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Heal a Herniated Disc…? You Bet You Can!

Let me be very clear that despite what you may have been told, it is very possible to heal a herniated disc. Yes, I said heal… and without invasive surgery or years of physical therapy.

Why haven’t you heard this statement before? It’s simply because most doctors, chiropractors and physical therapists base their treatment on the diagnosis (i.e., herniated disc), rather than on correcting the cause of the diagnosis (e.g., muscle imbalances).

Once you understand that something or some things have caused your disc to herniate, slip, bulge or otherwise become dysfunctional, you will be able to address that cause and choose alternative treatment options that will 1) correct the problem, 2) diminish the pain, and 3) prevent the disc from herniating again.

Click here to read the full article… and also listen to an informative audio seminar.

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48 Comments

  1. vsgunnam
    Posted July 15, 2009 at 12:57 am | Permalink

    Today, a lot of people in all over the world are cursed to suffer the peril of back pain, and they are on the look out for the reason for it and the possible cure or, at least palliation. This article gives much information on one of the causes of back pain,i.e, herniated disc and the steps that can be taken to cure it. The simple style of presentation and sincerity in approach are very heartening, of course! It is a very timely selection also. Not only the people who are suffering from this condition, but also those who are health conscious and inclined to help others will find this article invaluable! Thanks a lot!

  2. luisj
    Posted July 15, 2009 at 1:07 am | Permalink

    This is a very informative and useful post.
    If you all know the pains that I suffered for 3 years, taking frequent injections of Voltaren analgesic that, first eliminate the pain but with time each time do that less and less. So, I have, after 3 years of suffering, taking analgesic injections and pass through so many physiotherapy treatments, to be operated by invasive surgery.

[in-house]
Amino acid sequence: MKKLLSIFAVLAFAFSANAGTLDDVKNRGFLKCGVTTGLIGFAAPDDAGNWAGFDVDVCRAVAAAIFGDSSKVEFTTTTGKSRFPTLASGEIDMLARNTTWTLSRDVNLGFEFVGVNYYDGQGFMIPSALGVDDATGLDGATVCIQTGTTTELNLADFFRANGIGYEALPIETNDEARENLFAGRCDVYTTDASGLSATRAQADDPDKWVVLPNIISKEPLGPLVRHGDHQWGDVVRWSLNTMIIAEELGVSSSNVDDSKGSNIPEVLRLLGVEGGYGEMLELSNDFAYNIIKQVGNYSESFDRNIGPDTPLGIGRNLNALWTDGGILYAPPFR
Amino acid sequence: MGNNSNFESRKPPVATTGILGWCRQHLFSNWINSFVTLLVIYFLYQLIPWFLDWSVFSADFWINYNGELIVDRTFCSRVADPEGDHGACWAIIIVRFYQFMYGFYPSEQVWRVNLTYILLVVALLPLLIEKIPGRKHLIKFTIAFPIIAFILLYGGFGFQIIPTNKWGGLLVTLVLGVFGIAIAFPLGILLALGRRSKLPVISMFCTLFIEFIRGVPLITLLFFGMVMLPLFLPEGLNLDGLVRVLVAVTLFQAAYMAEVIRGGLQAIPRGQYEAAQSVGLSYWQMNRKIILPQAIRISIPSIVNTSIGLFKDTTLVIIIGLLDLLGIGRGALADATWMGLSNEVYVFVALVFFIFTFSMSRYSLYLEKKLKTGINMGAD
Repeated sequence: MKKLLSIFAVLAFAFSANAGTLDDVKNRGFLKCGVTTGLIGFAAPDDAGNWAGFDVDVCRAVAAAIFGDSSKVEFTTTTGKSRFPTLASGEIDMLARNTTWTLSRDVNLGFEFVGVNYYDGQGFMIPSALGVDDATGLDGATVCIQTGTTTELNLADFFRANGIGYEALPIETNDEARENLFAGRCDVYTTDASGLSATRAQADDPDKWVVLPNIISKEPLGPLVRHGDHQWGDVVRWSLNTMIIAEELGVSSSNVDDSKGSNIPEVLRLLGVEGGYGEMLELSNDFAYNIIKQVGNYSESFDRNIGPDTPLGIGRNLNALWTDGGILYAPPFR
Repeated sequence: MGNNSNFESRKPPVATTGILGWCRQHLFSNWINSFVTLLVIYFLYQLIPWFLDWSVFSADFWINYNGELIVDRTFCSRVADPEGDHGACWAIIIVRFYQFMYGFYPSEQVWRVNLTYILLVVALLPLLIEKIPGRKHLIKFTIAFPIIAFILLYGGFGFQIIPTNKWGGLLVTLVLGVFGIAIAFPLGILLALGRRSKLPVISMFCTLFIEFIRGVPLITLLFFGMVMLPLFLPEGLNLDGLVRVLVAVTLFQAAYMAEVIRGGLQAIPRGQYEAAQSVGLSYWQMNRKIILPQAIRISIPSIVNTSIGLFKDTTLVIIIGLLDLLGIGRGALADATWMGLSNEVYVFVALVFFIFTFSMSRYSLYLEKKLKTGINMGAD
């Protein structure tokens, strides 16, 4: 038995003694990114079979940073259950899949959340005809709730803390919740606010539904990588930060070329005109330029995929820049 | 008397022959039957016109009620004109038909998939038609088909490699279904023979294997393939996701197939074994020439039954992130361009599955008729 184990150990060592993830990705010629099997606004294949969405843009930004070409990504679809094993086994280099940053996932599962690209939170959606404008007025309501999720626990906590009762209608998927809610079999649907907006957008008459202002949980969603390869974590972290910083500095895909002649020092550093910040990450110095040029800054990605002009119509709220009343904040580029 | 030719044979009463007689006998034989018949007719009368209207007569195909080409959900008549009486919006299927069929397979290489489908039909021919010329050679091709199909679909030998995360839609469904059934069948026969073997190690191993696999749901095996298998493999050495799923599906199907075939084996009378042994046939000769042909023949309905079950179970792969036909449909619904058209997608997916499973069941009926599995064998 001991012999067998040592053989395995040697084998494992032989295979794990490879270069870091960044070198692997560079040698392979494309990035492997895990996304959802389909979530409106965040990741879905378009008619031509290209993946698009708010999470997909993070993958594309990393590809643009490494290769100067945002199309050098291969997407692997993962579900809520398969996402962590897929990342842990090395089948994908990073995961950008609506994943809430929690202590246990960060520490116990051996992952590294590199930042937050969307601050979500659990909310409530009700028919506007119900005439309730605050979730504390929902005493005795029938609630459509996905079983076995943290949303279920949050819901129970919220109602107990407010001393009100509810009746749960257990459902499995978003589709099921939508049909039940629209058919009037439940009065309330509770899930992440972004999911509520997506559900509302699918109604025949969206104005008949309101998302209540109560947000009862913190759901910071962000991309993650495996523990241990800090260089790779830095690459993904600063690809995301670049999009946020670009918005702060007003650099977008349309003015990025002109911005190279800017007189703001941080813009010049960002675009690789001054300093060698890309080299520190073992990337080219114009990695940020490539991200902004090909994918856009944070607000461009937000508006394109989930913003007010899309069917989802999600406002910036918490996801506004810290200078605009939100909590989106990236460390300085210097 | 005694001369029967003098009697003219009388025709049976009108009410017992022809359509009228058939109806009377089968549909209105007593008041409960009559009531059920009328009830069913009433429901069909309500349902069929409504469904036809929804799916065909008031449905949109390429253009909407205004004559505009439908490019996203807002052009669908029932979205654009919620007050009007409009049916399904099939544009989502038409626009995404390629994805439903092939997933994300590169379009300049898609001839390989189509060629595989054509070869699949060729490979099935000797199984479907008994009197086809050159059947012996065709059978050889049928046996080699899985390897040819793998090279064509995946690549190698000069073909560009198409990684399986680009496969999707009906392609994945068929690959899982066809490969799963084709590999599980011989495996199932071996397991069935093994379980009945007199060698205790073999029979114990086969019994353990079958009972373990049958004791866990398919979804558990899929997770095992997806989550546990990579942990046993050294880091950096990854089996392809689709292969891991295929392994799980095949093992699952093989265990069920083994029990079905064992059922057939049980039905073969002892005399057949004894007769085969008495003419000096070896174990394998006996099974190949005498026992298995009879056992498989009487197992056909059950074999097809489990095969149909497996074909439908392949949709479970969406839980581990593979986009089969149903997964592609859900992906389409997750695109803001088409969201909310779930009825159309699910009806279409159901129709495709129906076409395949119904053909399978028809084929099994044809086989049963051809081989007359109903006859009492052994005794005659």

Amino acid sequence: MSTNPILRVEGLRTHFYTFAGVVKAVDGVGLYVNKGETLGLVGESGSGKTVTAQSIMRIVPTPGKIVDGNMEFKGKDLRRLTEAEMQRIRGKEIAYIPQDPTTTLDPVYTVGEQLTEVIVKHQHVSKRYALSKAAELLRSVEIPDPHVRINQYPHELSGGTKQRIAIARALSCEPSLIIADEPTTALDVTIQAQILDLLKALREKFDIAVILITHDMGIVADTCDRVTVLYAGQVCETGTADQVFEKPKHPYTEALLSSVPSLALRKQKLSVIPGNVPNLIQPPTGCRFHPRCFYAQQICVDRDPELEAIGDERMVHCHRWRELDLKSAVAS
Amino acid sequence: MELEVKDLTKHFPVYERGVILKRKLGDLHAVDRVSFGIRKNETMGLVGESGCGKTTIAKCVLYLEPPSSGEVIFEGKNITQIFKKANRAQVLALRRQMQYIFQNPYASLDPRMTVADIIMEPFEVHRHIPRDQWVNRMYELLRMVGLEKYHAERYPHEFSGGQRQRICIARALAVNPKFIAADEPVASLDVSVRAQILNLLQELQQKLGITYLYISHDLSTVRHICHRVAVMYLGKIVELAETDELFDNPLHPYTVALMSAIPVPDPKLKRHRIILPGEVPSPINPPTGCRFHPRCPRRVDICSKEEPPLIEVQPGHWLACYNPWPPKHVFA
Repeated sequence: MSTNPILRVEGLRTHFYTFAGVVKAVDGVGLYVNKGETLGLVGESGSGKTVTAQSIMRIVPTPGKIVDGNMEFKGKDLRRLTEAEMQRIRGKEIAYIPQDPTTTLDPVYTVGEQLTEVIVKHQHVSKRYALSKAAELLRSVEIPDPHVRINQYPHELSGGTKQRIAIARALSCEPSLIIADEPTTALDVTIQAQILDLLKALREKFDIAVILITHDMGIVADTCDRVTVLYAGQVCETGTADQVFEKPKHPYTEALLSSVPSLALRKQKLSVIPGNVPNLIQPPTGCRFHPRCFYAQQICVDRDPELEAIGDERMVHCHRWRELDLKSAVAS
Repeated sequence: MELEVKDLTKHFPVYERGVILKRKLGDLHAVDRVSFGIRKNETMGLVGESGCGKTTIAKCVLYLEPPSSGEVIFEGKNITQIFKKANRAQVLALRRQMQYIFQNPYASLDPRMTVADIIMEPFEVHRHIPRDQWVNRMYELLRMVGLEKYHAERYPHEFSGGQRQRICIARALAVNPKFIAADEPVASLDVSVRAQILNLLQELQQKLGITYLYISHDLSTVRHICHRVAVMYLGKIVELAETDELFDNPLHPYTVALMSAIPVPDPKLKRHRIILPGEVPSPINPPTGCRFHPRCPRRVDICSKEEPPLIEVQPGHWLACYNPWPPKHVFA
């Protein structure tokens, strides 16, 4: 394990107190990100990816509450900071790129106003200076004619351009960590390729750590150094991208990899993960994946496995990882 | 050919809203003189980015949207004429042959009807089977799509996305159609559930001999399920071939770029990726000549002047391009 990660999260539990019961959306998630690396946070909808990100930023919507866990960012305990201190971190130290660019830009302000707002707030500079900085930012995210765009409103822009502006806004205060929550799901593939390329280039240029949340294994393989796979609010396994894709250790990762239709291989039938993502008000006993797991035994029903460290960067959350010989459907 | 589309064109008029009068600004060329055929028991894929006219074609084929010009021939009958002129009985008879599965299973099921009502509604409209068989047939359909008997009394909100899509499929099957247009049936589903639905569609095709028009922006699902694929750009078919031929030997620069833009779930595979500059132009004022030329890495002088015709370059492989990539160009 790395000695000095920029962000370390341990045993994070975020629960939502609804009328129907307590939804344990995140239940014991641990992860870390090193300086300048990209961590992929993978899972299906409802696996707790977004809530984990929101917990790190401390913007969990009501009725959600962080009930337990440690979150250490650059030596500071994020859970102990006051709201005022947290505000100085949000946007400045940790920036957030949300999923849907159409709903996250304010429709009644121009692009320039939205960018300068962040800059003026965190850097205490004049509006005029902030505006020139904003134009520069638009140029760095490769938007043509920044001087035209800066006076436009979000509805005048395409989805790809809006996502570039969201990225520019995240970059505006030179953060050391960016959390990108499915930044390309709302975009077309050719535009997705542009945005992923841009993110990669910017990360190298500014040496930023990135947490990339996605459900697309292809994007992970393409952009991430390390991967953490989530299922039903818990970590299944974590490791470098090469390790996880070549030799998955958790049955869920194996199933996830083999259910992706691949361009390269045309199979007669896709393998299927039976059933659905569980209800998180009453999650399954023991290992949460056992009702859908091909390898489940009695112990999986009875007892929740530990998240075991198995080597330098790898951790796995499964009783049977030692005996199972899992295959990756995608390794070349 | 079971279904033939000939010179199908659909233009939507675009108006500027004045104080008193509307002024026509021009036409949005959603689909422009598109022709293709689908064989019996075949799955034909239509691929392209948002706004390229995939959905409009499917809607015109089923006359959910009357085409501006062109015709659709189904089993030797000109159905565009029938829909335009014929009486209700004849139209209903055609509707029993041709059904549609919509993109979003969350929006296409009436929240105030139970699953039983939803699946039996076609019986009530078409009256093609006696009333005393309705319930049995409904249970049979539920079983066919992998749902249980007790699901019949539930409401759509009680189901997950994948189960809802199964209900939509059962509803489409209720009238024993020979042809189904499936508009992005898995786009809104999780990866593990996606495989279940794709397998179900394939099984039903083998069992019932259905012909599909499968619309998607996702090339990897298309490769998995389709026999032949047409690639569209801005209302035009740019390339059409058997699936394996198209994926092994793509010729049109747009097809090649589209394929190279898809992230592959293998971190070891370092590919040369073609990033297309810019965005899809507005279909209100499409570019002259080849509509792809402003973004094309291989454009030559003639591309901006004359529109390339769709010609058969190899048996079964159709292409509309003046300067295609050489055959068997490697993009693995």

I must say that, from than on I have my normal life back to normal again, but even today, 9 years past, my right leg (the nerves crashed were the ones that go in that direction) continues to have a great propensity to get dormant and I feel that all is really better but not 100%.
    If I had know this path for sure I have tried it and, eventually, gain a lot suffer. So, if you had this problem take all opinions in account and then decide what’s better to you. But is always good that are different approaches to the same problem, and not only one.

  3. rakesh284
    Posted July 15, 2009 at 1:36 am | Permalink

    It is really a great thing because more often my back pain makes me restless and even makes me sleepy and lazy.
    It is an awesome and great creation for those who are facing different problems with there back!!
    Thanks for the information!!

  4. lillyanka
    Posted July 15, 2009 at 2:52 am | Permalink

    I suffer from back pain every day of my life, and until now I had never thought of the possibility of a herniated disc being the cause of it. Your treatments seem to make sense and sound quite interesting and possibly effective. I will look around your site some more. Thanks for the information!

  5. catdaddyj
    Posted July 15, 2009 at 3:29 am | Permalink

    Very very interesting info. I had no idea there was a possibility of herniated disc repair.

  6. trigger321
    Posted July 15, 2009 at 3:33 am | Permalink

    i actualy have alot of back pain this looks to be usefull

  7. kristen
    Posted July 15, 2009 at 3:38 am | Permalink

    I found this article fascinating. My father was recently scheduled to have surgery for a herniated disc. However, due to other complications, he was told it’ll be a minimum of a year before he can actually have the operation. He was resolved to have to wait out that year in a lot of pain, but this article gives me hope that there are perhaps palliative measures we can take in the meantime.

    I would be interesting in knowing what constitutes a cure, though. Do the measures here merely alleviate symptoms or is it possible to ‘reverse’ a hernia? Either way, it seems like something worth pursuing in lieu of the more invasive surgery previously recommended.

  8. tallguyryan
    Posted July 15, 2009 at 4:21 am | Permalink